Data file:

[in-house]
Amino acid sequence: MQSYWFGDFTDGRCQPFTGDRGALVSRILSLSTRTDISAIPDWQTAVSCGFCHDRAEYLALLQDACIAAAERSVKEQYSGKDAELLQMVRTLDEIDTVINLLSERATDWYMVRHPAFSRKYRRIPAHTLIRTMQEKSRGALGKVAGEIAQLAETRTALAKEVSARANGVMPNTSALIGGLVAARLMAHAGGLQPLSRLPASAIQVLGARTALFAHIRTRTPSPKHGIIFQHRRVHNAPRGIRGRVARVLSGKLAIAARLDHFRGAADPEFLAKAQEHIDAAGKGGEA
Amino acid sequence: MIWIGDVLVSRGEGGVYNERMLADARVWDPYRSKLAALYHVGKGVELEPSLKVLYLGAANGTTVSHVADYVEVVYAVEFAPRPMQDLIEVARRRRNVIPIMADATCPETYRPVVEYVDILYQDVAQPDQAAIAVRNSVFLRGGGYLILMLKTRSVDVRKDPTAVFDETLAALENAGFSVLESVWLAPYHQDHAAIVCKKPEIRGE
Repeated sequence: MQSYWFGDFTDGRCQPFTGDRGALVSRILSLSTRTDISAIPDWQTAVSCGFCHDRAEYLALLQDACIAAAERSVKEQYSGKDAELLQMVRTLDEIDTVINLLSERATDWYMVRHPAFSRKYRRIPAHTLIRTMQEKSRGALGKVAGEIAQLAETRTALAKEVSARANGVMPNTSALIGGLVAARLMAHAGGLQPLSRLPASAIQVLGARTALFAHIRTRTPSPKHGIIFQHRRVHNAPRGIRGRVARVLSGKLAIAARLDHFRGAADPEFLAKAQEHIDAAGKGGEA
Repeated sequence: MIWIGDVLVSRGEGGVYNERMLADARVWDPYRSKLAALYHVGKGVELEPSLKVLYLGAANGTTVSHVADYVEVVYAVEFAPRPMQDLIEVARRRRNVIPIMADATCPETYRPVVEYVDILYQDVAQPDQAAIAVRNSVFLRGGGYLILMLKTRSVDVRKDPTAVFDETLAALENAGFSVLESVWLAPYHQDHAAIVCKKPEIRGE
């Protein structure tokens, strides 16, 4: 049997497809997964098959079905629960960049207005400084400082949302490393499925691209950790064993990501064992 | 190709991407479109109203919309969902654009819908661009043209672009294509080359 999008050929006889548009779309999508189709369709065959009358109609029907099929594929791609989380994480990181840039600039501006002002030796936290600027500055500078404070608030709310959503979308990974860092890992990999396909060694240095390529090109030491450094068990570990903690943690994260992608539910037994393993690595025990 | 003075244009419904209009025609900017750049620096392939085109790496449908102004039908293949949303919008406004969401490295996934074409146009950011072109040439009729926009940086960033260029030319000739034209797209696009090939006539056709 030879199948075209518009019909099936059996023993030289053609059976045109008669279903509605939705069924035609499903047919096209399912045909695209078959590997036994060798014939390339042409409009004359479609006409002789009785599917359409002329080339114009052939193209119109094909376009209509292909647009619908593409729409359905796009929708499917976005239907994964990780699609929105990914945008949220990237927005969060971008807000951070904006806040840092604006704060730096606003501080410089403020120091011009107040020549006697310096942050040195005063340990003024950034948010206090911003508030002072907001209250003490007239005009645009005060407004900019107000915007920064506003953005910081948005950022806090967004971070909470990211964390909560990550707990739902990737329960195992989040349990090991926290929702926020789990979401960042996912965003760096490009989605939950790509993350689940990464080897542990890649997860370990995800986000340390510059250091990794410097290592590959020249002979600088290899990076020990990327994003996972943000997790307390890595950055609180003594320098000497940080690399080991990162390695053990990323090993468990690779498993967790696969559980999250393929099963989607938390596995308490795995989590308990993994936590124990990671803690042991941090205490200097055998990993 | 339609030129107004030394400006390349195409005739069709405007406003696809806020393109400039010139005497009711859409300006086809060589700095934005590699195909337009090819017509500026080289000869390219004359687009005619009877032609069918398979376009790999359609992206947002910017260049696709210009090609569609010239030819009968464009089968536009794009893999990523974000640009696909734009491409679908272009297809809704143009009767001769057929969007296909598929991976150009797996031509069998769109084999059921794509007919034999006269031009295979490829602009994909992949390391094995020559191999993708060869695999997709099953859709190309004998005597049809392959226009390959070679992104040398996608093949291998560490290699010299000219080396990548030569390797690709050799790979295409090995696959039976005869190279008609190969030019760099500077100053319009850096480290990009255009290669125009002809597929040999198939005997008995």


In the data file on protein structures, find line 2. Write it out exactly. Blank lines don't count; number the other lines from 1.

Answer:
Amino acid sequence: MQSYWFGDFTDGRCQPFTGDRGALVSRILSLSTRTDISAIPDWQTAVSCGFCHDRAEYLALLQDACIAAAERSVKEQYSGKDAELLQMVRTLDEIDTVINLLSERATDWYMVRHPAFSRKYRRIPAHTLIRTMQEKSRGALGKVAGEIAQLAETRTALAKEVSARANGVMPNTSALIGGLVAARLMAHAGGLQPLSRLPASAIQVLGARTALFAHIRTRTPSPKHGIIFQHRRVHNAPRGIRGRVARVLSGKLAIAARLDHFRGAADPEFLAKAQEHIDAAGKGGEA